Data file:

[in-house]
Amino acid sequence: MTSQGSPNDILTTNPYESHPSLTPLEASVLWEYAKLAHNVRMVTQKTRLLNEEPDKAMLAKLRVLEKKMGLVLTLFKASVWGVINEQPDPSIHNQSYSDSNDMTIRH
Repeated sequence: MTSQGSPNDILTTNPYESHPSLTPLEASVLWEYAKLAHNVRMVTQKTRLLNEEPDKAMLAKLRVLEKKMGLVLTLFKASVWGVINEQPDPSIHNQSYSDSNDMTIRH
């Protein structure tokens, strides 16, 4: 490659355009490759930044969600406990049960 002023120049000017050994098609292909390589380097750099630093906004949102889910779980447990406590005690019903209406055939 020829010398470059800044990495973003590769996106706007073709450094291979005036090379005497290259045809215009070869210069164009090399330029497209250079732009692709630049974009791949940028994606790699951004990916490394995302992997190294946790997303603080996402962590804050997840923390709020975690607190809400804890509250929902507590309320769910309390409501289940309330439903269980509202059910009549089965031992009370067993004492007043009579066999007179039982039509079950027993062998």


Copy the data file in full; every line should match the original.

[in-house]
Amino acid sequence: MTSQGSPNDILTTNPYESHPSLTPLEASVLWEYAKLAHNVRMVTQKTRLLNEEPDKAMLAKLRVLEKKMGLVLTLFKASVWGVINEQPDPSIHNQSYSDSNDMTIRH
Repeated sequence: MTSQGSPNDILTTNPYESHPSLTPLEASVLWEYAKLAHNVRMVTQKTRLLNEEPDKAMLAKLRVLEKKMGLVLTLFKASVWGVINEQPDPSIHNQSYSDSNDMTIRH
């Protein structure tokens, strides 16, 4: 490659355009490759930044969600406990049960 002023120049000017050994098609292909390589380097750099630093906004949102889910779980447990406590005690019903209406055939 020829010398470059800044990495973003590769996106706007073709450094291979005036090379005497290259045809215009070869210069164009090399330029497209250079732009692709630049974009791949940028994606790699951004990916490394995302992997190294946790997303603080996402962590804050997840923390709020975690607190809400804890509250929902507590309320769910309390409501289940309330439903269980509202059910009549089965031992009370067993004492007043009579066999007179039982039509079950027993062998």